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  • Wagner-Dampf:Steam in Der Ring des Nibelungen and Operatic Production
  • Gundula Kreuzer (bio)

Santa Barbara, 1945. In his last novel, the exiled Austrian writer Franz Werfel catapults himself 100,000 years forward in time to a distant planet. Here, on the "Star of the Unborn," he encounters the performance of something described to him by an indigenous gentleman as a "total work of art." The time-traveling narrator is alarmed:

"Gesamtkunstwerk," I interrupted him, startled out of my composure, "I've heard that word before. Moreover, it seems to me I've heard the thing itself before. It usually lasts five hours. Steam rises from below along with wonderful music that has no beginning and no end, and the bearded singer in the wolf's pelt nervously shifts his long spear from one hand to the other . . ."1

From the distance of outer space (or war-time California), four signifiers sufficed for Werfel to evoke Richard Wagner's Ring des Nibelungen: excessive length; infinite music; a spear-carrying, primitively clad bass; and ascending steam. This last element may take us by surprise: although we are accustomed to jokes about "long quarters of an hour," breastplates, and winged helmets, I doubt that anyone today would invoke steam as an equally defining visual marker of the Ring. And yet, the association of Wagner with all manner of vapor—steam, fog, fumes, and haze—was not confined to Werfel. In 1881, journalist Theodor Goering compared the Ring's music to fog through which "terrific talent" shone momentarily; seven years later, Friedrich Nietzsche greeted Bizet's Carmen as taking leave of "the damp North, of all the steam of the Wagnerian ideal." At the turn of the twentieth century, a character in Thomas Mann's Buddenbrooks spoke of Tristan und Isolde as "perfumed fog" (parfümierter Qualm). During early World War I, Paul Heyse likened the effect of this same opera to "a musical hash-obfuscation" (Haschisch-Benebelung), and as late as 1963, in view of Wagner's nationalist mythologization of the past, philosopher Ludwig Marcuse dubbed the composer "the great forefather of generations of German fog-makers."2 The catalog goes on and on.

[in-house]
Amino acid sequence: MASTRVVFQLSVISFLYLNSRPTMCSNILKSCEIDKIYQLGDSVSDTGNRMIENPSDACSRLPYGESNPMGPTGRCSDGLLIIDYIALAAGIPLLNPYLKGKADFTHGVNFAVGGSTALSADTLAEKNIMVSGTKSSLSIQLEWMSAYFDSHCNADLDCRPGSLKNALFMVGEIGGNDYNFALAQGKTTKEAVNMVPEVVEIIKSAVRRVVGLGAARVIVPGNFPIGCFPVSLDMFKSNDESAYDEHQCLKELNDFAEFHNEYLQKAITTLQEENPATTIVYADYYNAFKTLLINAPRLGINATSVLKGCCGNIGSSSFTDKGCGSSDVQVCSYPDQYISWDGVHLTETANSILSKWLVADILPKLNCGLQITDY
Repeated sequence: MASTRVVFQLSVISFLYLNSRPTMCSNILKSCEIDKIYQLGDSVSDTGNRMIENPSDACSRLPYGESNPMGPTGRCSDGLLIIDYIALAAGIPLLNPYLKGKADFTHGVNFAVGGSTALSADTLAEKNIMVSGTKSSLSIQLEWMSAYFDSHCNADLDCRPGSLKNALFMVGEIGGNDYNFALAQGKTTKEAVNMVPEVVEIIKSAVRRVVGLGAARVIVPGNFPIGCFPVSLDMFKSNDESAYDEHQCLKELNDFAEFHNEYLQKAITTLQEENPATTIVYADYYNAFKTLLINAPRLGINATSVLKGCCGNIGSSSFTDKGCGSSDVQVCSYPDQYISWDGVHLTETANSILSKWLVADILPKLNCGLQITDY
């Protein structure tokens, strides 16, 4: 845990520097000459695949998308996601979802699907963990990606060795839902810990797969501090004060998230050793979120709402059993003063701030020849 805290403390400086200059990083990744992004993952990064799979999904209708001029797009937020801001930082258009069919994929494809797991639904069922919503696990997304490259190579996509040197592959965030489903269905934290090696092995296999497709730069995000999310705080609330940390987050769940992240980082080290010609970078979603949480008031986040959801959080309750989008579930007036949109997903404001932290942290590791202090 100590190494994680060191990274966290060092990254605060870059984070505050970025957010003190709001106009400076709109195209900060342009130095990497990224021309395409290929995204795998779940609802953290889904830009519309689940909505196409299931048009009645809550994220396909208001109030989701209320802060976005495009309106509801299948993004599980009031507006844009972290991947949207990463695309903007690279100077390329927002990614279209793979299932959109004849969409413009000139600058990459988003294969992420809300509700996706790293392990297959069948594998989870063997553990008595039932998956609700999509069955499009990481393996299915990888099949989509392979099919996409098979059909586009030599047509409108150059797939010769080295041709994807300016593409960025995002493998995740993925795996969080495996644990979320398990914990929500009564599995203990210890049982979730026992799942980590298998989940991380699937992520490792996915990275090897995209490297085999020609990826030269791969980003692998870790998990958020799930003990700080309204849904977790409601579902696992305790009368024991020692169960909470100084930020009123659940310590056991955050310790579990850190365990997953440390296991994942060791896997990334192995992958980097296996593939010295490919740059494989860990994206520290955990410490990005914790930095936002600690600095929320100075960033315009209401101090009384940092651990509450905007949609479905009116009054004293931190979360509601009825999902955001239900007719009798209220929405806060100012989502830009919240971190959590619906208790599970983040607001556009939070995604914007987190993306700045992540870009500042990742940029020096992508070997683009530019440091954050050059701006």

To be sure, all these comments take sideswipes at Wagner. The foggy metaphors regularly evoked by critics allude to the well-worn stereotypes that his [End Page 179] melodies are endless or formless (hence, nebulous), his harmonic progressions evasive, his orchestral effects narcotic, or his plots impenetrable and remote: "suffocating mist," as Eduard Hanslick called the Rheingold poem.3 On a metaphorical level, then, images of meandering fog pervaded the anti-Wagnerian lexicon early on, and not exclusively in relation to the Ring cycle. With the first performances of the latter, however, steam also acquired a very "real" dimension in critical discussions. There was, in fact, hardly a review of the inaugural Bayreuth Festival of 1876 that did not contemplate the medium of water vapor. After all, Wagner not only invoked it in his stage directions, but—as we shall see—the Ring premieres in Munich and Bayreuth also made extensive use of actual steam, more than ever before on the opera stage. Der Ring des Nibelungen thus effectively introduced the international operagoing public to a visually alluring element that transcended the painted scenery and practicable structures then commonly used for illusionist stage design, an element so versatile that it has outlived all consequent advances in stage and media technology.

Taking seriously the frequency and sincerity of contemporary comments on steam (an umbrella term I use here interchangeably with "vapor" to indicate all kinds of vapors made visible on stage, regardless of their generation), this essay will look more closely at what one could call Wagner's poetics and histrionics of steam. The availability of water vapor, I will argue, was seminal for both the early realizations and the reception of the Ring cycle. Moreover, the amorphous, transitory essence of this medium points to a host of fundamental ambivalences in this Gesamtkunstwerk, which—in its plot, music, and its original staging—veers between the archaic and the ultra-modern, past and future, superhuman myth and human-designed progress, unspoiled nature and industrial society, stasis and flux, realism and...

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Additional Information

ISSN
1476-2870
Print ISSN
0736-0053
Pages
pp. 179-218
Launched on MUSE
2012-03-02
Open Access
No
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